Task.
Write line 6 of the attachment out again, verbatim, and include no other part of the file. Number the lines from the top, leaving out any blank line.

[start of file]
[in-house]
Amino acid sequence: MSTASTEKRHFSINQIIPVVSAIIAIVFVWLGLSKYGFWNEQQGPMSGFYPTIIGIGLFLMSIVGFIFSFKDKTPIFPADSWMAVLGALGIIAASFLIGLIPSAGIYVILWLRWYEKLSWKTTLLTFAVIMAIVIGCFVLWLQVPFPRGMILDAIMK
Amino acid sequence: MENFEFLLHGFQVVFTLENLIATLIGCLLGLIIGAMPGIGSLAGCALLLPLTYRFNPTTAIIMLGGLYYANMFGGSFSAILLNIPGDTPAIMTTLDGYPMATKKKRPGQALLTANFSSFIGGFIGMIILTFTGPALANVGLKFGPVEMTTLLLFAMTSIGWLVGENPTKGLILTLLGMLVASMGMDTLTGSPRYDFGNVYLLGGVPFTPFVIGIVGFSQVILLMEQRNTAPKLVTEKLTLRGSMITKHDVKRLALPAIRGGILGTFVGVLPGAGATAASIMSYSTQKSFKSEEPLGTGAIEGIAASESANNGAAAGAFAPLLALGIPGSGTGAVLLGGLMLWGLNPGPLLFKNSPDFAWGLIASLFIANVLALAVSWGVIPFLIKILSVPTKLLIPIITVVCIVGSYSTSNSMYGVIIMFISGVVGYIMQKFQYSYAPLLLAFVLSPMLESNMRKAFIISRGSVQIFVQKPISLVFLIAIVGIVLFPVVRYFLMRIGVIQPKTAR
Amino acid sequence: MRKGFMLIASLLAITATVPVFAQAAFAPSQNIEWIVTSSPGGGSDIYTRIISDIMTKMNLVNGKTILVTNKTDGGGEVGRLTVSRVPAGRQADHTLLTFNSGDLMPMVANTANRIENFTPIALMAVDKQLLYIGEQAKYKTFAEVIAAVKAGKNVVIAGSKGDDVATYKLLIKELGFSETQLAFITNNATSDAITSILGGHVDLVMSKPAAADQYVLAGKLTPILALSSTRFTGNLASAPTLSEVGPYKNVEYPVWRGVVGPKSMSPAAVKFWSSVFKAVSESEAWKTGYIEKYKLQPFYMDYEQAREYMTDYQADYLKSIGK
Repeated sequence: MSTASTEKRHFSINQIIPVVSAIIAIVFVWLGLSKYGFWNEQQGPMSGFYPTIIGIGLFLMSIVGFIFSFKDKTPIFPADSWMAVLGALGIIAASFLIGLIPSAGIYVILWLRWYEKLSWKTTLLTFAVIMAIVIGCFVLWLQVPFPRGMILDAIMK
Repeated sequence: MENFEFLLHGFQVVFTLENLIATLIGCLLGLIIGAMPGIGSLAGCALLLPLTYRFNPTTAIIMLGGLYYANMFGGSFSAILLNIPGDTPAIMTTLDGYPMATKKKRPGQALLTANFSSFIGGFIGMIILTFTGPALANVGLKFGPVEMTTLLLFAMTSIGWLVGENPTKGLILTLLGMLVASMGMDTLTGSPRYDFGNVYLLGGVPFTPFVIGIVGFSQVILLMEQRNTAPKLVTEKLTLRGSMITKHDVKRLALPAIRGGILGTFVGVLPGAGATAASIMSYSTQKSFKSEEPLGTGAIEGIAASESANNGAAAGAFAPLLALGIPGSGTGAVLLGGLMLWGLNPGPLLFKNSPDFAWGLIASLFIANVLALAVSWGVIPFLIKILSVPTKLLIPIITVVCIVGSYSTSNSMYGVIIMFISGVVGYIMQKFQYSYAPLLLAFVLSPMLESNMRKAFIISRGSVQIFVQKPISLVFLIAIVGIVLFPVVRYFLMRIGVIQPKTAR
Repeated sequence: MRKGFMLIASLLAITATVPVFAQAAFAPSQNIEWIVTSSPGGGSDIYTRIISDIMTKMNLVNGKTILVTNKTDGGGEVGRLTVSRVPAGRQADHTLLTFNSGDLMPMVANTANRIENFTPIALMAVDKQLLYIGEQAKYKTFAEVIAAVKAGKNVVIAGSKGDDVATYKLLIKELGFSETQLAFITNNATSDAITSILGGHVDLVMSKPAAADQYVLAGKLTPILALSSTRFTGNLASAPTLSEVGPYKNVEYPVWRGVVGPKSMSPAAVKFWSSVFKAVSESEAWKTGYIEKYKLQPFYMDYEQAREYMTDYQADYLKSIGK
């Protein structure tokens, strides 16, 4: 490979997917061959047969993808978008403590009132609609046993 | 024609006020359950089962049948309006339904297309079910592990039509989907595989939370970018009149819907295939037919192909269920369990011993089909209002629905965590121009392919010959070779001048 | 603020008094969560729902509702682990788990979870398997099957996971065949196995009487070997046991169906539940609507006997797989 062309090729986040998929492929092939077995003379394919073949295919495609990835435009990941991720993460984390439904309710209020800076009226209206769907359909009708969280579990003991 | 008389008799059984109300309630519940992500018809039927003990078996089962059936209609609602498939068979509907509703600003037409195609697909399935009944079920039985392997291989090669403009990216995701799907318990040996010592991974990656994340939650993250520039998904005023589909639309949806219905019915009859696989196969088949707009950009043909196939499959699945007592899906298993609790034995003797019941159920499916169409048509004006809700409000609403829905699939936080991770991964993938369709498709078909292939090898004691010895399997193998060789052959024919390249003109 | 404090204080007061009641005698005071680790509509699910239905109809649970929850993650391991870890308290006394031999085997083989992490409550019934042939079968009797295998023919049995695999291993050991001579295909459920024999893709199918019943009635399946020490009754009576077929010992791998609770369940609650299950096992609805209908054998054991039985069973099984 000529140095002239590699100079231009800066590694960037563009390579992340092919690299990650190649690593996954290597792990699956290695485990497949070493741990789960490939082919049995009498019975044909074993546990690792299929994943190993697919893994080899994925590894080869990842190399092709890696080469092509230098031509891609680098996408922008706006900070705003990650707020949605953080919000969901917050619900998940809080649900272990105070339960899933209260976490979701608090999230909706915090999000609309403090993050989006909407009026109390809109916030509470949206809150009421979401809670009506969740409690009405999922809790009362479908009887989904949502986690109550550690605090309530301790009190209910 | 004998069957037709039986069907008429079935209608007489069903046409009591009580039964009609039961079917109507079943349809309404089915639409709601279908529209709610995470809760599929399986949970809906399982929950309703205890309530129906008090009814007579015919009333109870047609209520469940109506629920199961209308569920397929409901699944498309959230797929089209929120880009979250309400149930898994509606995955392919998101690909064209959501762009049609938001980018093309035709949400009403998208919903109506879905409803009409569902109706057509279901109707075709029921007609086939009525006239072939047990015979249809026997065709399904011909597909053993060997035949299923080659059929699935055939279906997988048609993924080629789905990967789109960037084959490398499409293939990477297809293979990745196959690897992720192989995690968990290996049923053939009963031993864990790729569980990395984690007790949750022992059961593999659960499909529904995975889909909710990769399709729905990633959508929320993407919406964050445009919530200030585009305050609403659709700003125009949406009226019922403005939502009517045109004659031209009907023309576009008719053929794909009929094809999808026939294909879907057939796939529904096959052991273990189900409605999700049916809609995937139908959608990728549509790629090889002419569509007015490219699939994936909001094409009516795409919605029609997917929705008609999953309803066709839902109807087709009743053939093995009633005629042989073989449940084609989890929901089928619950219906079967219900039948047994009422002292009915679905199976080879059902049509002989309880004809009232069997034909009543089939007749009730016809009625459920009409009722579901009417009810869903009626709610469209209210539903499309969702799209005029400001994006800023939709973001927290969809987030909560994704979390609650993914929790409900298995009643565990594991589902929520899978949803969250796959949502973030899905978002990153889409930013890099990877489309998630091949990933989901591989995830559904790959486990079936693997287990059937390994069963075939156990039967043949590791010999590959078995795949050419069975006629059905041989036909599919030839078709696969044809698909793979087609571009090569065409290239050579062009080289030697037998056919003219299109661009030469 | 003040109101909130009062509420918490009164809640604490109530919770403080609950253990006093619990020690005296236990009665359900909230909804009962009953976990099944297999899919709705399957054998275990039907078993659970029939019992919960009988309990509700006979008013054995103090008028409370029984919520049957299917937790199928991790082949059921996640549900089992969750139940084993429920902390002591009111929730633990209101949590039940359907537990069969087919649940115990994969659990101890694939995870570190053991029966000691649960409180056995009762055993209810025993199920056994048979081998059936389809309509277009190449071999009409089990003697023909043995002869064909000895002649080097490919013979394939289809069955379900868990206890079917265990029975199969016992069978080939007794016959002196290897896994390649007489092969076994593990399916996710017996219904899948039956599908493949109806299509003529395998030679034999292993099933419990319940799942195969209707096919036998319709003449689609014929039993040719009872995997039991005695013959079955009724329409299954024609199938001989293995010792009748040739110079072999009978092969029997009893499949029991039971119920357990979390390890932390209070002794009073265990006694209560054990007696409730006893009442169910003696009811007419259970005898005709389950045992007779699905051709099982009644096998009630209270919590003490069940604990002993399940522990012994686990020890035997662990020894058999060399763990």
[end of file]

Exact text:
Repeated sequence: MENFEFLLHGFQVVFTLENLIATLIGCLLGLIIGAMPGIGSLAGCALLLPLTYRFNPTTAIIMLGGLYYANMFGGSFSAILLNIPGDTPAIMTTLDGYPMATKKKRPGQALLTANFSSFIGGFIGMIILTFTGPALANVGLKFGPVEMTTLLLFAMTSIGWLVGENPTKGLILTLLGMLVASMGMDTLTGSPRYDFGNVYLLGGVPFTPFVIGIVGFSQVILLMEQRNTAPKLVTEKLTLRGSMITKHDVKRLALPAIRGGILGTFVGVLPGAGATAASIMSYSTQKSFKSEEPLGTGAIEGIAASESANNGAAAGAFAPLLALGIPGSGTGAVLLGGLMLWGLNPGPLLFKNSPDFAWGLIASLFIANVLALAVSWGVIPFLIKILSVPTKLLIPIITVVCIVGSYSTSNSMYGVIIMFISGVVGYIMQKFQYSYAPLLLAFVLSPMLESNMRKAFIISRGSVQIFVQKPISLVFLIAIVGIVLFPVVRYFLMRIGVIQPKTAR